There are some issues, too. The apps are powerful, but that means there’s a lot to learn, and we noticed a few small usability issues. A small number of servers didn’t appear to be in the advertised locations, and there is no kill switch in the iOS app.
Overall, if you need its ten simultaneous connections, or the power and configurability of its apps, take the plunge with this VPN service, and if somehow you end up unhappy you’re protected by a 30 day money-back guarantee.
Unlimited VPN connections and free cloud storage
IPVanish has been loitering around our top few best VPN services for some time now. Even with it’s huge discount for an annual plan, it comes out a bit higher in price than some. But you’re paying for high quality here, as many simultaneous connections at any one time as you can handle and a whole year free of SugarSync cloud storage – so fantastic value overall.
The company covers the basics well, with way more than 6,000 servers spread across 90-odd countries, apps for Windows, Mac, iOS and Android, torrents allowed and speedy live chat support.
The task-based app interface is a major highlight. CyberGhost doesn’t just leave you to guess which server to use to unblock a website, for instance. Just choose a geo-blocked service from the list – Netflix, Hulu, BBC iPlayer, YouTube, more – and the app automatically connects to the best server and opens a browser window at the target site. Now that’s what we call helpful.
There are plenty of extras, too. The service can block ads, trackers and malicious websites. Automated HTTPS redirection ensures you’re always making the most secure connection. Optional data compression can save money on mobile devices.
It’s not all good news. The desktop interface can seem complicated, the support site is poor, and although US and European speeds are good, a few of our long-distance connections barely reached 10Mb.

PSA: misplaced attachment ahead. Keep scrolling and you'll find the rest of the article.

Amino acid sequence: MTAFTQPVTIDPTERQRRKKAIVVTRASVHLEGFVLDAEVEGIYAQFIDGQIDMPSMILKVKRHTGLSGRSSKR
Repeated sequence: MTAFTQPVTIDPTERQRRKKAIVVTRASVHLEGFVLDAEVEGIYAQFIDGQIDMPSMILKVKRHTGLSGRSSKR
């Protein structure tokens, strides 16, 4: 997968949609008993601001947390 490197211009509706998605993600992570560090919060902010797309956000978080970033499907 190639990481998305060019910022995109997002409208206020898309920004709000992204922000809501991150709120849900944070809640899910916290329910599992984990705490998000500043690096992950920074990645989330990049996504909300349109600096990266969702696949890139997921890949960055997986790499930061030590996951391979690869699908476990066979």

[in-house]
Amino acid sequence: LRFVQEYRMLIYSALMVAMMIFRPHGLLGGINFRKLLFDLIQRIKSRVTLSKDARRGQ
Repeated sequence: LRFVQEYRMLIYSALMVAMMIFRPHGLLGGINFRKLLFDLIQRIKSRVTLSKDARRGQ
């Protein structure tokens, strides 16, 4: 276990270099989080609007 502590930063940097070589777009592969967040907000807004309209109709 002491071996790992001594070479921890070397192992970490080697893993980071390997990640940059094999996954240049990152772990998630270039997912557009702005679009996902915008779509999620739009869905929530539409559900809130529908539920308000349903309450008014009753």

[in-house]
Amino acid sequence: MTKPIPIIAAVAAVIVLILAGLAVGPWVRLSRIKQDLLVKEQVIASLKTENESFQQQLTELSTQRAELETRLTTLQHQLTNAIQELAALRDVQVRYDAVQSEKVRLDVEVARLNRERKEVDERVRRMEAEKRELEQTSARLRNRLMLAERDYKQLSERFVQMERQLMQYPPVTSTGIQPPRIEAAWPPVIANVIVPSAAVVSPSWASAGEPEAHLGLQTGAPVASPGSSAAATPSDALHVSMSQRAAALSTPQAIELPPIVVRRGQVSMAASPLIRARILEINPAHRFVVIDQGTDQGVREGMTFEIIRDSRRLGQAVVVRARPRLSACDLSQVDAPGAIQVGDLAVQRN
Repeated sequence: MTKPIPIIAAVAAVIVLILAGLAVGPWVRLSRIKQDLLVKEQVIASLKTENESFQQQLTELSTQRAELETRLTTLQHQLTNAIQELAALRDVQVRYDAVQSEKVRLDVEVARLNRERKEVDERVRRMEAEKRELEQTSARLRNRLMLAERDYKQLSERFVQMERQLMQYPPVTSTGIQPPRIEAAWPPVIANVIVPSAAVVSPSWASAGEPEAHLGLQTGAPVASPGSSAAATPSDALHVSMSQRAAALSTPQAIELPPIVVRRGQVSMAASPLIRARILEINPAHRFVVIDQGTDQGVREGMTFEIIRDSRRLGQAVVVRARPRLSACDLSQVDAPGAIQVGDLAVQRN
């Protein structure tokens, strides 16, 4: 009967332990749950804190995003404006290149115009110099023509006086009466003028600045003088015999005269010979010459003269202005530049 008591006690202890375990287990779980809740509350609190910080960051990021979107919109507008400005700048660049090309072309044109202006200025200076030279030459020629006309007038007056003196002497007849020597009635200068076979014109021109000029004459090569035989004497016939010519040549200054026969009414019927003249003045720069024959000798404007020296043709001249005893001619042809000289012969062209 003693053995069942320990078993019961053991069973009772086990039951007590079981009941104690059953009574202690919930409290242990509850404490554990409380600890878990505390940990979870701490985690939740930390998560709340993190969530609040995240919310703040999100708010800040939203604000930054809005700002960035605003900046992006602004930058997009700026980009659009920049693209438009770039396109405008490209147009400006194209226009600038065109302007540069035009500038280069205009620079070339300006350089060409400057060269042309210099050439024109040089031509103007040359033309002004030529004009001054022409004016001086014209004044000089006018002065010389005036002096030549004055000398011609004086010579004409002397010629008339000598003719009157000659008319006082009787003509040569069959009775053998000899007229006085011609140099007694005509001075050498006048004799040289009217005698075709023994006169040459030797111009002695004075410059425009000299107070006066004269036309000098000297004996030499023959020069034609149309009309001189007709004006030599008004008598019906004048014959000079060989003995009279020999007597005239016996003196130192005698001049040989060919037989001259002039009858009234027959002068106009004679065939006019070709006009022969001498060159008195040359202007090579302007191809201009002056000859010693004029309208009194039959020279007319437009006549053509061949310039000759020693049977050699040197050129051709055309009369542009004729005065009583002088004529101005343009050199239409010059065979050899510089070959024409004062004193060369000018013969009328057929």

Overall, though, CyberGhost offers you a lot of unusual functionality for a very fair price, and it’s well worth a closer look. Plus, its 45-day money-back guarantee is longer than most of the competition.
CyberGhost | Extra 6 months free with 1-year plan
CyberGhost is a pretty affordable VPN at the best of times, at an effective price of $2.75 a month. And now that it’s throwing in six additional months absolutely free with its annual plan, it means your next year-and-a-half years of VPN is sorted for less than $50.
It may not be quite the fastest VPN, or the cheapest, or the most powerful, but Private Internet Access is still a likeable VPN provider with more than enough features to justify a place on your shortlist.
The network covers more than 60 locations across more than 40 countries, for instance, with P2P supported on all servers (expert-level extras like port forwarding and SOCKS5 support are thrown in).
Apps for Windows, Mac, Android, iOS and Linux, along with browser extensions for Chrome, Firefox and Opera, and detailed tutorials for routers and other devices, meaning the service can run almost anywhere.